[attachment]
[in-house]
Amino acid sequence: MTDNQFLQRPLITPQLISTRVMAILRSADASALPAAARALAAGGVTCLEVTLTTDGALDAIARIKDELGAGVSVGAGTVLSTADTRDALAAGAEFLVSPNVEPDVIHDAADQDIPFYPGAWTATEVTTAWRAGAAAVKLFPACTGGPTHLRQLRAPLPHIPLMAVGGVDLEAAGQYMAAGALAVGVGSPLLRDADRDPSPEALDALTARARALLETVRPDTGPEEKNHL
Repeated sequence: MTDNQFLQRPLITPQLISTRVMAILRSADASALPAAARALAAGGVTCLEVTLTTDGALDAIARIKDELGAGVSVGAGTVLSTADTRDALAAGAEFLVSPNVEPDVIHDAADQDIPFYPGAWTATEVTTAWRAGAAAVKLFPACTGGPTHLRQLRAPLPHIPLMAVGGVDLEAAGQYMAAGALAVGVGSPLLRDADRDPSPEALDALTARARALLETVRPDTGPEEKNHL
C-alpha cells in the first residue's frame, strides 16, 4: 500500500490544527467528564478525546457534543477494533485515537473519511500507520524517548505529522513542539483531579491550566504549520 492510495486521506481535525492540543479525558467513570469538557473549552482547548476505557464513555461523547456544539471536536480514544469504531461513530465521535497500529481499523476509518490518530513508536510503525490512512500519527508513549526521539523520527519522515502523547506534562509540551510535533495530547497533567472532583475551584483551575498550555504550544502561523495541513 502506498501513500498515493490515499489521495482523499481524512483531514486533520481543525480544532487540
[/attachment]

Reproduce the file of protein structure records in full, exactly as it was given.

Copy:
[in-house]
Amino acid sequence: MTDNQFLQRPLITPQLISTRVMAILRSADASALPAAARALAAGGVTCLEVTLTTDGALDAIARIKDELGAGVSVGAGTVLSTADTRDALAAGAEFLVSPNVEPDVIHDAADQDIPFYPGAWTATEVTTAWRAGAAAVKLFPACTGGPTHLRQLRAPLPHIPLMAVGGVDLEAAGQYMAAGALAVGVGSPLLRDADRDPSPEALDALTARARALLETVRPDTGPEEKNHL
Repeated sequence: MTDNQFLQRPLITPQLISTRVMAILRSADASALPAAARALAAGGVTCLEVTLTTDGALDAIARIKDELGAGVSVGAGTVLSTADTRDALAAGAEFLVSPNVEPDVIHDAADQDIPFYPGAWTATEVTTAWRAGAAAVKLFPACTGGPTHLRQLRAPLPHIPLMAVGGVDLEAAGQYMAAGALAVGVGSPLLRDADRDPSPEALDALTARARALLETVRPDTGPEEKNHL
C-alpha cells in the first residue's frame, strides 16, 4: 500500500490544527467528564478525546457534543477494533485515537473519511500507520524517548505529522513542539483531579491550566504549520 492510495486521506481535525492540543479525558467513570469538557473549552482547548476505557464513555461523547456544539471536536480514544469504531461513530465521535497500529481499523476509518490518530513508536510503525490512512500519527508513549526521539523520527519522515502523547506534562509540551510535533495530547497533567472532583475551584483551575498550555504550544502561523495541513 502506498501513500498515493490515499489521495482523499481524512483531514486533520481543525480544532487540